We call this evolution the shift from Wellbeing as a benefit to a focus on The Healthy Organization. And our research shows how this works.
Level 1: Employee Safety
At the bottom level of maturity, companies focus on safety, a program that’s highly strategic in many industries. When I worked in the oil industry, we had to wear Nomex coveralls, hard-hat, and goggles in the refinery. It was a mandatory part of our work. Companies like Dow Chemical, Chevron, Cemex, and many others rank safety as their top priority. And this makes sense.
As Maslow’s hierarchy points out, when people don’t feel safe, nothing else can really happen. So at its core, a Healthy Organization is safe. Today safety has many meanings: physical safety is paramount, but so is psychological safety, safety to be yourself, and safety to take a break, rest, or slow down.
In the pandemic we all needed masks, vaccines, testing, and a safe workplace. But we also need psychological safety to speak up and ask questions, social safety to be quiet or show up late, and leadership safety to feel included, respected, and heard. All these matters, and as you can see, roughly a third of companies heavily focus in this area.
Level 2: Employee Wellbeing
At the next level of investment, companies built Wellbeing programs. And this is where most companies are. Every CHRO and CEO now has a Wellbeing strategy, and in many organizations (JP Morgan Chase, Workday) there are Wellbeing ambassadors, business partners, and specialists around the world.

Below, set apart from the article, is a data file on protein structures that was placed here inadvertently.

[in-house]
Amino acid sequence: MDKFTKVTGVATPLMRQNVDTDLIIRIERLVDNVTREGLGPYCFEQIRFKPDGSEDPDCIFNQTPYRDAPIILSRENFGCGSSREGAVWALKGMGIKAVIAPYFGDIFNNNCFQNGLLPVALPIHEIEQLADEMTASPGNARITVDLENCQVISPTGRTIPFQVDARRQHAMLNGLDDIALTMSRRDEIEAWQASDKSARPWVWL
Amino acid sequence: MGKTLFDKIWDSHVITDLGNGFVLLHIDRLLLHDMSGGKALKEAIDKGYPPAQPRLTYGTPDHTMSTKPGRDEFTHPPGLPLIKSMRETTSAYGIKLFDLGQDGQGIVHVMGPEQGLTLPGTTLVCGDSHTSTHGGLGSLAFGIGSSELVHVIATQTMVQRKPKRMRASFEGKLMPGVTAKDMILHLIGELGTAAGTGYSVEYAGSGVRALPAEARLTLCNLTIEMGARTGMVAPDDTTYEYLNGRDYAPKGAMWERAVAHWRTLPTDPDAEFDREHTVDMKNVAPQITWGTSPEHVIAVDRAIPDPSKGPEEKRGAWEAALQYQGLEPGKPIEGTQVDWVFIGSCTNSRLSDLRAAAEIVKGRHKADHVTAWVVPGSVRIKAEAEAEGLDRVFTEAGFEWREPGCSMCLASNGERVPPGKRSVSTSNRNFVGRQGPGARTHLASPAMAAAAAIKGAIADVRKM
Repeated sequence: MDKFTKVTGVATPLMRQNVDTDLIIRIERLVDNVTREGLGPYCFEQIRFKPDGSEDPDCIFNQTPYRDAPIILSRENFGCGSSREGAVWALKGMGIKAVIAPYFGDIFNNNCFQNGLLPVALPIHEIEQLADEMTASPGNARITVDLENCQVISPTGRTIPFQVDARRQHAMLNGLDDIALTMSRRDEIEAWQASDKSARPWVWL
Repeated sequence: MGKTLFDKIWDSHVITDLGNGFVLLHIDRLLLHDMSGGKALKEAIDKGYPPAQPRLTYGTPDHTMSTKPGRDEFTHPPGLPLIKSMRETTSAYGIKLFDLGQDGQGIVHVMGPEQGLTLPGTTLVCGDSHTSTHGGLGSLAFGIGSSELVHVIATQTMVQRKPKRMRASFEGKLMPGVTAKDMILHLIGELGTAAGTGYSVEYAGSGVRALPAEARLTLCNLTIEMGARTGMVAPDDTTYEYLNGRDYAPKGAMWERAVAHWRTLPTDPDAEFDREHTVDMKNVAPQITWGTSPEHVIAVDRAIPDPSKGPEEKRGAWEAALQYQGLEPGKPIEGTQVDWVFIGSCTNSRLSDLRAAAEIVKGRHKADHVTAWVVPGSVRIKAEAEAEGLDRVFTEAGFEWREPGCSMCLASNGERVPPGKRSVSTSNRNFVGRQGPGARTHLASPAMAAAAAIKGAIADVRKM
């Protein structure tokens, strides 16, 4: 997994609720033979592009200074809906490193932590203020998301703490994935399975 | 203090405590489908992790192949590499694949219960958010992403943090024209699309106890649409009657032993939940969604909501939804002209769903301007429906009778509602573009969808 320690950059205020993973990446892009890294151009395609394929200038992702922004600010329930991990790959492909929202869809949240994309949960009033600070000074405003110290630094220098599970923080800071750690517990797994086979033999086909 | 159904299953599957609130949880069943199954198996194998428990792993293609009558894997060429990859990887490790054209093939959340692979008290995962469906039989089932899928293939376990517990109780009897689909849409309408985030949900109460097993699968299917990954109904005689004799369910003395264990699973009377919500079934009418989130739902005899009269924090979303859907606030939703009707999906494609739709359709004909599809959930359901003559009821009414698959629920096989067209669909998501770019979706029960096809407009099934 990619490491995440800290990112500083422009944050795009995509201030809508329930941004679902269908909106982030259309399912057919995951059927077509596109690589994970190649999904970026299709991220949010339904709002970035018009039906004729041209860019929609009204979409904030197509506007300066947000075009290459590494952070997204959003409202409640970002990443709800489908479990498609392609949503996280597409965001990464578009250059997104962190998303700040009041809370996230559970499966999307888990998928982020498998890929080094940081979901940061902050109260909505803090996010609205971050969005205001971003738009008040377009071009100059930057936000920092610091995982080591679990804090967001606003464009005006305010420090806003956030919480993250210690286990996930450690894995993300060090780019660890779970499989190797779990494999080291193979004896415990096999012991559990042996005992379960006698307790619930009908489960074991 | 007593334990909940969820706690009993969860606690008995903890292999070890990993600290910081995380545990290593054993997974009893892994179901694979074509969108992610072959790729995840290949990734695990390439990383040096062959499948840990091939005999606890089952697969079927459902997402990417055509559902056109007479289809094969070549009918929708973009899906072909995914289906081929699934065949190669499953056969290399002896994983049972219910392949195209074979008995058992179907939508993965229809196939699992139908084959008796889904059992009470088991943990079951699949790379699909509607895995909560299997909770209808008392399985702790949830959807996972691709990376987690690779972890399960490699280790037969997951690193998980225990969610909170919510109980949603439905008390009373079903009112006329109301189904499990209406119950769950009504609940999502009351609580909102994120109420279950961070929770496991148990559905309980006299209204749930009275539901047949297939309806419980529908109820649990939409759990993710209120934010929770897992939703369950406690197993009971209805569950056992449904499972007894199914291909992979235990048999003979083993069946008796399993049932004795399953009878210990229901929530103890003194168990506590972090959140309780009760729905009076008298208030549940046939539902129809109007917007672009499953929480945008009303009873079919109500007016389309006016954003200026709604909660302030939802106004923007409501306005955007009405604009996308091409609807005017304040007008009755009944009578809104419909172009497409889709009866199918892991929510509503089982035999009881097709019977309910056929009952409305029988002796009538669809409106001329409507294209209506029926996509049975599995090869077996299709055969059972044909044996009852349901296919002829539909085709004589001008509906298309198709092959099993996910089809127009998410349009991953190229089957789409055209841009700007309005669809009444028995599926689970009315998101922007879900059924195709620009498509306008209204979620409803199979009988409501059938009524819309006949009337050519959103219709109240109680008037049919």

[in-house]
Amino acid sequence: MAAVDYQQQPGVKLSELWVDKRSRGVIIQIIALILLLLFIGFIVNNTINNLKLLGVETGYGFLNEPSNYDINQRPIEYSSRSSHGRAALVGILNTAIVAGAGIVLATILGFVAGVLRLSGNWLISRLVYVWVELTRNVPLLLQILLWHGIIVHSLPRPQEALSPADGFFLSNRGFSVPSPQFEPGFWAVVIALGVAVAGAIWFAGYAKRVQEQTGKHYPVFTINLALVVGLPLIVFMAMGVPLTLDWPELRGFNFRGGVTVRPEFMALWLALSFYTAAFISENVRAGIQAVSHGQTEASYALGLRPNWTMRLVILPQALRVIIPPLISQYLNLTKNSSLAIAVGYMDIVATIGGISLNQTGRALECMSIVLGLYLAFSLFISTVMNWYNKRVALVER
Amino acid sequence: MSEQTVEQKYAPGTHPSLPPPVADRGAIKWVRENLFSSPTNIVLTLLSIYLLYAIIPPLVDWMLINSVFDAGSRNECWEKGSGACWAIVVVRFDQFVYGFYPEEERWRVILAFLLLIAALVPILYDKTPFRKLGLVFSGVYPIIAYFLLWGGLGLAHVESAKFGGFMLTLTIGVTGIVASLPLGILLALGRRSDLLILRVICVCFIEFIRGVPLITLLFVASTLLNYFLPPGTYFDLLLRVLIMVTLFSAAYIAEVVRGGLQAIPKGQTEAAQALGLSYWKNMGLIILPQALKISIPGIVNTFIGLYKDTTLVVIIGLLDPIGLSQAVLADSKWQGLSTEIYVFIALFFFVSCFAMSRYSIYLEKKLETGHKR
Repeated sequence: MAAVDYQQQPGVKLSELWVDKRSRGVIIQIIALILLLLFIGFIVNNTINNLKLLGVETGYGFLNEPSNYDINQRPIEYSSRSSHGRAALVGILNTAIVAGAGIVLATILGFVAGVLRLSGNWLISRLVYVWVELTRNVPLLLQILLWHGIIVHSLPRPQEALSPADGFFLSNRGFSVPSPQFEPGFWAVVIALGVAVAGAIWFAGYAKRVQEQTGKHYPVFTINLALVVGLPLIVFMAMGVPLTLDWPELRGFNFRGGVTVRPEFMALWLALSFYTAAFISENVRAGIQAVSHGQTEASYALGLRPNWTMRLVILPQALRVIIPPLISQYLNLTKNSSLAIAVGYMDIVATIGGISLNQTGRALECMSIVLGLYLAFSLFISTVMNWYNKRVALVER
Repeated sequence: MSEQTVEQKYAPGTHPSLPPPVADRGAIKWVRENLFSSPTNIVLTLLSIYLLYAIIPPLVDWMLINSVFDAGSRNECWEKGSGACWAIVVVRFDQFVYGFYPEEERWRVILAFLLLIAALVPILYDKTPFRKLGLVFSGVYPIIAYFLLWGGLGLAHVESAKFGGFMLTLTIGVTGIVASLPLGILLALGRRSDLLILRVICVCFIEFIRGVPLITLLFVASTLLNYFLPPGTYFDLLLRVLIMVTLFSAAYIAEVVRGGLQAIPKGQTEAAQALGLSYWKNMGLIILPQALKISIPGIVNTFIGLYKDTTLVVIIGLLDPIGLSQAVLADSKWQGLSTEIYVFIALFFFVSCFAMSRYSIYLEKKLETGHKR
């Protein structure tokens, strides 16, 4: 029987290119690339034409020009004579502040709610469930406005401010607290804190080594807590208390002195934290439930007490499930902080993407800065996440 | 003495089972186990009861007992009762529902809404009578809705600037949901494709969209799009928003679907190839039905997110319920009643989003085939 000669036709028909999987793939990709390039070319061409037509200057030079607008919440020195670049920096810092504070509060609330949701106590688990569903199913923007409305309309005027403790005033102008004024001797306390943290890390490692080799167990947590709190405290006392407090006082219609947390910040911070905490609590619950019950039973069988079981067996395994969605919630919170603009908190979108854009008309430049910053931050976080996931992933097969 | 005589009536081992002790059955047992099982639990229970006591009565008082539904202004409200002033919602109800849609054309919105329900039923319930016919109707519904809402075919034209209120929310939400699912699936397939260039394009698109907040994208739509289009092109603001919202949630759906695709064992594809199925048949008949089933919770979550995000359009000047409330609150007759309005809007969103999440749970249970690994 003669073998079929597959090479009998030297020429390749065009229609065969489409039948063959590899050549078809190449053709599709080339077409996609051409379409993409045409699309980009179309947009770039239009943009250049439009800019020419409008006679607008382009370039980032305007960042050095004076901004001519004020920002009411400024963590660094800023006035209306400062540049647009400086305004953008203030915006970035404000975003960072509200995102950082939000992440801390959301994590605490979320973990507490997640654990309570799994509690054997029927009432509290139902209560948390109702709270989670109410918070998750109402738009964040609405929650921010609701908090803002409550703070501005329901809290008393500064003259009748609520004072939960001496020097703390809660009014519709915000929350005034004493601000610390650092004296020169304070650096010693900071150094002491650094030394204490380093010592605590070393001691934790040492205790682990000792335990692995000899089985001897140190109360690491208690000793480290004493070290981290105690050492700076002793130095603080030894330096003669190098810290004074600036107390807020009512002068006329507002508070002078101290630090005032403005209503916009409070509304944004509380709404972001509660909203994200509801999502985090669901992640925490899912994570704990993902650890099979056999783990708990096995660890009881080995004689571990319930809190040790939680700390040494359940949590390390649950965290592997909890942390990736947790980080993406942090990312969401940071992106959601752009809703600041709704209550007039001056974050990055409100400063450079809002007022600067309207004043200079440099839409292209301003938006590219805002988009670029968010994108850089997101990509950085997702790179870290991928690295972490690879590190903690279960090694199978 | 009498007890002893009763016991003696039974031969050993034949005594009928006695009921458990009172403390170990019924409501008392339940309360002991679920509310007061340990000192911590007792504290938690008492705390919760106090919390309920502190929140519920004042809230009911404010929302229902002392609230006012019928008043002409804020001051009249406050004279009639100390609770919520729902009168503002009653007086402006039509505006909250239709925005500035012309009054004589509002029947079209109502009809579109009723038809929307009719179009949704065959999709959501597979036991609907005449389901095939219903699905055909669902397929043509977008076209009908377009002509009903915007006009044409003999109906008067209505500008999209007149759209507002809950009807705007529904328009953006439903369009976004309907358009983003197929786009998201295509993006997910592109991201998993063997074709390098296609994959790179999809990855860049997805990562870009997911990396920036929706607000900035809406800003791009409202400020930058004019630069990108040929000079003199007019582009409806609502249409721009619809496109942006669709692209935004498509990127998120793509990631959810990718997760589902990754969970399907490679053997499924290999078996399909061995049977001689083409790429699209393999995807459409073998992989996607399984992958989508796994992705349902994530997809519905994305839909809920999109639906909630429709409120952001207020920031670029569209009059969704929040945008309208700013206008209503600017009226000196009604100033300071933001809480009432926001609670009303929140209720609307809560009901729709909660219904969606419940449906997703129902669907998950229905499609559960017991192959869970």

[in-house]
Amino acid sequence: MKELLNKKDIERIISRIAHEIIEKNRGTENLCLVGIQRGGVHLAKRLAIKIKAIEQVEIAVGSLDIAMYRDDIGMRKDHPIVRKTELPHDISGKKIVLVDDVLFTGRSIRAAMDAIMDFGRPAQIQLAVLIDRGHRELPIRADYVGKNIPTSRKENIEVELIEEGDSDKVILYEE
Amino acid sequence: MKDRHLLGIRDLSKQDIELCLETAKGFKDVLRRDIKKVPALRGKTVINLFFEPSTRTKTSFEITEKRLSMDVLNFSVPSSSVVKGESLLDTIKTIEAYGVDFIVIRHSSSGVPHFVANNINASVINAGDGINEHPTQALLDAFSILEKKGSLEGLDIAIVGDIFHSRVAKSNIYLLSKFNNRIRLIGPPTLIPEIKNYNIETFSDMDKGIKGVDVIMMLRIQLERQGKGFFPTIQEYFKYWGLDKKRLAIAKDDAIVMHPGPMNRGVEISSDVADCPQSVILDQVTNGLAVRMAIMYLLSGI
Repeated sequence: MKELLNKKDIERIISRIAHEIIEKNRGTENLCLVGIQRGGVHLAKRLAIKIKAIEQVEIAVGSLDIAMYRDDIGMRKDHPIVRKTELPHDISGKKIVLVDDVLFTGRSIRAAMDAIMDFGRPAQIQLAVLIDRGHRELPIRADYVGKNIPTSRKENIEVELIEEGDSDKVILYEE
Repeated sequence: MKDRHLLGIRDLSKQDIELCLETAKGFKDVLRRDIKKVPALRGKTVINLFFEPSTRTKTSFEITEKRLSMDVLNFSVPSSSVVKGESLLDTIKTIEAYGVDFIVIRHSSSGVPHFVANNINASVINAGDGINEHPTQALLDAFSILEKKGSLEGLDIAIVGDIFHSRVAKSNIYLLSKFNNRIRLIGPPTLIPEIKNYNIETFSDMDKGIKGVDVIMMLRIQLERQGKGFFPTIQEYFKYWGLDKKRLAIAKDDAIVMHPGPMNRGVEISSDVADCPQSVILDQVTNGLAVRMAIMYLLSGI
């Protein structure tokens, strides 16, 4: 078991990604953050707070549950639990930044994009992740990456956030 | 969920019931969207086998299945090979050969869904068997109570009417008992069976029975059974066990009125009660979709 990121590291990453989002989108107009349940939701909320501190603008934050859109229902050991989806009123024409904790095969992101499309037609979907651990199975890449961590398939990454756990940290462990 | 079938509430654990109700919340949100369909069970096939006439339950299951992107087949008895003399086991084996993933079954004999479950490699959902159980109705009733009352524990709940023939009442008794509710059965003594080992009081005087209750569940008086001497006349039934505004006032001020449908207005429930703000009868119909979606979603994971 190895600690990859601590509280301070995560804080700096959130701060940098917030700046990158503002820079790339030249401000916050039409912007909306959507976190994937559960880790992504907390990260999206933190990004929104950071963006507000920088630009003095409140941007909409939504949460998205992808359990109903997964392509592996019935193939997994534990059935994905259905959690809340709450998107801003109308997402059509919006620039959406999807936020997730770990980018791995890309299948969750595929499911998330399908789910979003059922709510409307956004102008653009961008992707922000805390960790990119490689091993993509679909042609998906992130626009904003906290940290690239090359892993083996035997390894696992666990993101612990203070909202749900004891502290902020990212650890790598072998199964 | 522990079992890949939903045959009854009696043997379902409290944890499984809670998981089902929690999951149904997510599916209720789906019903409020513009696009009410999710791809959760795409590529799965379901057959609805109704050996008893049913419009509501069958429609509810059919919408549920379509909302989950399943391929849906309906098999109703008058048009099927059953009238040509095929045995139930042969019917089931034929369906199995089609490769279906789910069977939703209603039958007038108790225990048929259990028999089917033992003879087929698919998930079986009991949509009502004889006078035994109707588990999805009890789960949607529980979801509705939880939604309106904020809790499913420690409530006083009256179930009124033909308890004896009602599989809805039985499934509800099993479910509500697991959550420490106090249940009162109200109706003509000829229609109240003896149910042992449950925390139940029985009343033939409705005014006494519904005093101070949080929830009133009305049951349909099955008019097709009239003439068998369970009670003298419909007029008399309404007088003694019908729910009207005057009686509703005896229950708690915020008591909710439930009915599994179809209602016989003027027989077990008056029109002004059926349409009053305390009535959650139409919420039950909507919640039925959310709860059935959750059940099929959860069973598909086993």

The Wellbeing “program” is often run out of the benefits department, and it includes dozens or hundreds of programs, benefits, and healthcare offerings. Vendors like Gympass offer a wide range of fitness, mental health, and resilience programs (costing up to $500 per month per employee), and tools like Mequilibrium or Limeade offer resilience check-ins, education, and online assessments. Today nearly every large company has a whole constellation of these programs, and they are expensive, complex, and highly valued.
We’ve developed a whole research report on the offerings, and there are literally thousands of solutions available. Our research shows that they do add great value, but many serve more as recruiting tools than actual work improvement offerings. Nevertheless, this industry has been healthy, and while it may be a bit oversold in some areas, most companies love these programs.
But as the Pandemic wore on, companies told us they needed more. No tools or apps can help meetings be more productive, so we move to level 3: a focus on healthy work.
Level 3: Healthy Work
In our Irresistible Organization research (The Definitive Guide to Employee Experience), we found that “work design” and “management practices” are among the most important parts of health. When people feel they have the right tools, resources, and time, they feel relaxed and productive on the job. And this comes up constantly as we talk with wellbeing managers.
Let me give you an example. Last week I talked with the CHRO of one of the largest healthcare providers in Idaho. They are flooded with COVID cases and have tremendous workload challenges, patient behavior problems, and difficulty hiring people. She told me “we have lots of wellbeing programs, nap rooms, and benefits but people keep saying when will I get time to do this stuff?”
Janet Mertens, our Research Director who led this research, told me that clients keep saying “despite all the benefits and programs we offer, employees keep telling us we don’t think you really care.” And that is the essence of level 3. At this point you have to ask yourself: are we giving people too much to do? Are we working too many hours? Are we really making goals clear? And are we recognizing and rewarding people in a fair and collaborative way?